If you want to end up with a clear and binding premarital agreement (also called a prenuptial agreement or "prenup"), you should get help from a good lawyer. In fact, you will need two lawyers -- one for each of you. But before your lawyers start drafting the prenup, you and your loved one should decide on the essential terms of the agreement. (To decide if you want or need a prenup, read Nolo's article Is a Prenuptial Agreement Right for You?)
There are good reasons why seeking legal advice when making a prenup is advantageous. In fact, each party to the prenup should get help from a different lawyer. Here's why.
The laws governing marriage contracts vary tremendously from state to state. You can certainly do some of your own research to find out general information on your state's laws relating to prenups. (Nolo's book, Prenuptial Agreements: How to Write a Fair & Lasting Contract, by Katherine E. Stoner and Shae Irving, can get you started; it provides information about each state's laws, plus legal research tips.)
But, if you don't want to invest your time learning the ins and outs of your state's matrimonial laws, a lawyer who knows the intricacies of those laws will be an important resource. The lawyer can help you put together an agreement that meets state requirements and says what you want it to say.
This explains the desirability of having one lawyer, but why two? Prenuptial agreements are still scrutinized by the courts, sometimes very closely. If you want your agreement to pass muster, having independent lawyers advise each of you can be critical. While most courts don't require that each party to a prenup have a lawyer, the absence of separate independent advice for each party is always a red flag to a judge.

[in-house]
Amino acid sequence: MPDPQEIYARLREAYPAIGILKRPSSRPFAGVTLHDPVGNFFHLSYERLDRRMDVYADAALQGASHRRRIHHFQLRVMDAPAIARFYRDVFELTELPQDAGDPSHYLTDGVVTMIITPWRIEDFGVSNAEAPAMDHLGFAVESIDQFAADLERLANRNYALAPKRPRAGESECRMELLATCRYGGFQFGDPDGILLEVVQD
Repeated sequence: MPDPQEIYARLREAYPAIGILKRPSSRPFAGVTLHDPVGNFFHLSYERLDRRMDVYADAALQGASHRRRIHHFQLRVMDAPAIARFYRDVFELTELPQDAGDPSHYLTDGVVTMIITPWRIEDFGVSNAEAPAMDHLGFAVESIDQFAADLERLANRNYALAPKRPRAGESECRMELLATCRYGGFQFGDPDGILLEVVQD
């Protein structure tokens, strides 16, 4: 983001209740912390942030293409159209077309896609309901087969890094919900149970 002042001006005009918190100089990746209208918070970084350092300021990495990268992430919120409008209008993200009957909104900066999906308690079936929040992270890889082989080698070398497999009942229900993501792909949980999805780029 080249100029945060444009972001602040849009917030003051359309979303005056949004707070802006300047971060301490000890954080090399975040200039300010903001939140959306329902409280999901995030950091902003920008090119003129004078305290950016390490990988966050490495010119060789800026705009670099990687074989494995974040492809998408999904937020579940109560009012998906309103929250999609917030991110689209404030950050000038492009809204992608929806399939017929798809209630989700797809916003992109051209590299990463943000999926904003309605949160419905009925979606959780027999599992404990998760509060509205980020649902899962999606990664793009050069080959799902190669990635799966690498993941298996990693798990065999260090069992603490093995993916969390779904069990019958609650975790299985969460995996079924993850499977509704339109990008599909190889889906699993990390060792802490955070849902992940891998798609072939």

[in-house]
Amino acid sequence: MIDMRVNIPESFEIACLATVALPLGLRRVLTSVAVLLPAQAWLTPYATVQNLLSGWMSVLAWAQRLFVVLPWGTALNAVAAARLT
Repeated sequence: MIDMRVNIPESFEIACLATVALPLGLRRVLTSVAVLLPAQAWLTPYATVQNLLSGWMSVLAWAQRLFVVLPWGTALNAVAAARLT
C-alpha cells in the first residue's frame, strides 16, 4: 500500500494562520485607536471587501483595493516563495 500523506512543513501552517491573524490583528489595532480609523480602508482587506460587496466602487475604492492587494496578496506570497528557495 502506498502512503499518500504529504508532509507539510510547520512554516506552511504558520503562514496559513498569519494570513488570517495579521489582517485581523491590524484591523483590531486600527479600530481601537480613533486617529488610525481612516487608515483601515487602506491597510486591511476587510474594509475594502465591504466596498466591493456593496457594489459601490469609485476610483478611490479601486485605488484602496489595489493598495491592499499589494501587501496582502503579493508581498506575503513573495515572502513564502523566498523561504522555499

On a practical note, having separate legal advisers can help you and your fiancé craft a lasting agreement that you both understand and that doesn't leave either of you feeling that you've been taken advantage of.
That said, it's best not to ask your lawyers to start writing up a draft or final agreement until the two of you have settled on its essential terms. You should put those terms in writing -- either in a written outline, or a draft agreement you create yourselves. A prenup prepared by a lawyer who isn't working from terms you've both agreed on is likely to be one-sided and adversarial. If you provide your lawyers with an outline or draft prepared by both of you, the whole process -- and the final document -- will be more balanced.
All of the above assumes that you select and use lawyers who are not only competent and experienced in matrimonial law, but who are also capable of supporting the two of you in negotiating and writing up a loving, clear, and fair agreement. Finding the right lawyers can take some time, but it's worth the effort.
For tips on finding a lawyer, see How to Find an Excellent Lawyer. You may also want to visit Nolo's Lawyer Directory. It provides a comprehensive profile for each lawyer listed, including the lawyer's experience, education, and fees, and perhaps most importantly, the lawyer's general philosophy of practicing law. Nolo has confirmed that every listed attorney has a valid license and is in good standing with their bar association.
You can use Nolo's book, Prenuptial Agreements: How to Write a Fair & Lasting Contract, by Katherine E. Stoner and Shae Irving, to draft your own prenup. The book thoroughly explains what you can and can't do with a prenup, helps you decide whether or not you need one, and walks you step by step through the process of drafting your own agreement. It also provides detailed information on every state's laws about prenups and marital property.
For same-sex married couples and registered domestic partners in California, there's also a companion eGuide, Prenups for Partners: Essential Agreements for California Domestic Partners, by Katherine E. Stoner (Nolo).